The yeast two-hybrid plasmid vectors pVP16 and pLexA-NLS (pNLX)(Hollenberg et al., 1995), and the yeast strains L40 (MATa his3-200 trp1-901 leu2-3,112 ade2 LYS2::(lexAop) –HIS3 URA3::(lexAop)8-lacZ GAL4 gal80) and AMR70 (same genotype as L40 except MATα), were kindly provided by Dr S. Parkhurst (Fred Hutchinson Cancer Research Center, WA, USA). N-terminal VP16-Rho fusion coding sequences were generated with the complete RhoA coding sequence, a dominant negative RhoA-N19 and a constitutively active RhoA-G14V (Prokopenko et al.,2000). Four pNLX-citron clones (Citron 1-4),corresponding to amino acids 14 to 846, 160 to 942, 887 to 1599 and 1439 to 1854 respectively, were generated. L40 strains harbouring VP16-RhoA expressing plasmids were mated with AMR70 strains containing lexA-Citron-expressing plasmids. Interactions were tested on X-gal (blue) indicator plates(Sambrook et al., 1989).

RNA interference in S2 cells

Double stranded RNA to citron was made by amplifying the EST clone RE26327 with the following primers: TAATACGACTCACTATAGGTACTGTTCGCCGTTCTGGA and TAATACGACTCACTATAGGTACTACGTGGCCGCAATAG, then transcribing with T7 polymerase(Megascript kit, Ambion) and annealing overnight. S2 cells were grown and RNA interference (RNAi) performed according to Clemens et al.(Clemens et al., 2000), using 5 or 15 μg dsRNA.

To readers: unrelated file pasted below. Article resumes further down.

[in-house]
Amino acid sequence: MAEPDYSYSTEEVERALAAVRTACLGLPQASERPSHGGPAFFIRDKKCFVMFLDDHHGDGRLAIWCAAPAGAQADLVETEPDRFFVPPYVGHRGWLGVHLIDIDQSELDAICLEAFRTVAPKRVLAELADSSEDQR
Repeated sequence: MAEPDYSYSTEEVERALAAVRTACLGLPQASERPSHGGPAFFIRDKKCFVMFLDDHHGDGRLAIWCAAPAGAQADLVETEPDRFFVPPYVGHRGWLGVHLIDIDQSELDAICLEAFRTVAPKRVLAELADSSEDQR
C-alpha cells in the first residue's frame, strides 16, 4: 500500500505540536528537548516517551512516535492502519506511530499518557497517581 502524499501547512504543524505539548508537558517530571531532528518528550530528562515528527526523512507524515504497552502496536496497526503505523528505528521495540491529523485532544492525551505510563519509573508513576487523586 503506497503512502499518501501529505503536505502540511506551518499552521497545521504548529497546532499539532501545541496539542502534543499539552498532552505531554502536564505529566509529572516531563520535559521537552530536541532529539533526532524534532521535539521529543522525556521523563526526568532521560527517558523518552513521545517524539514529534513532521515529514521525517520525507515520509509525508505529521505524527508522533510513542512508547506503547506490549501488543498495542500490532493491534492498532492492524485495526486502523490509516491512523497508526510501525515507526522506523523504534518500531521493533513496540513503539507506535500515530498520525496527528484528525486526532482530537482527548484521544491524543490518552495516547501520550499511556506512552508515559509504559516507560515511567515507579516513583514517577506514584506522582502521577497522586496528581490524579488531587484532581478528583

Statistical and sequence analyses

Wing hair analysis was conducted by scoring the number of multihaired versus single-haired cells in 14 identical frames for each genotype. A sample of each genotype was tested for homogeneity using a χ22×2 test. The significance of differences between two genotypes in proportions of multihaired cells was evaluated using a χ22×2 contingency test (Mather,1951). Conserved protein domains were identified by pFam(Bateman et al., 2002) and SMART (Letunic et al., 2002),and alignments were carried out in Clone Manager (Scientific and Educational Software) using FastScan. Sequences used were from the sptrembl database:CG10522: Q9VTY8; Citron (Mus): O88938; Gek: Q9W1B0; MRCKβ: O54875; Rok:Q9VXE3.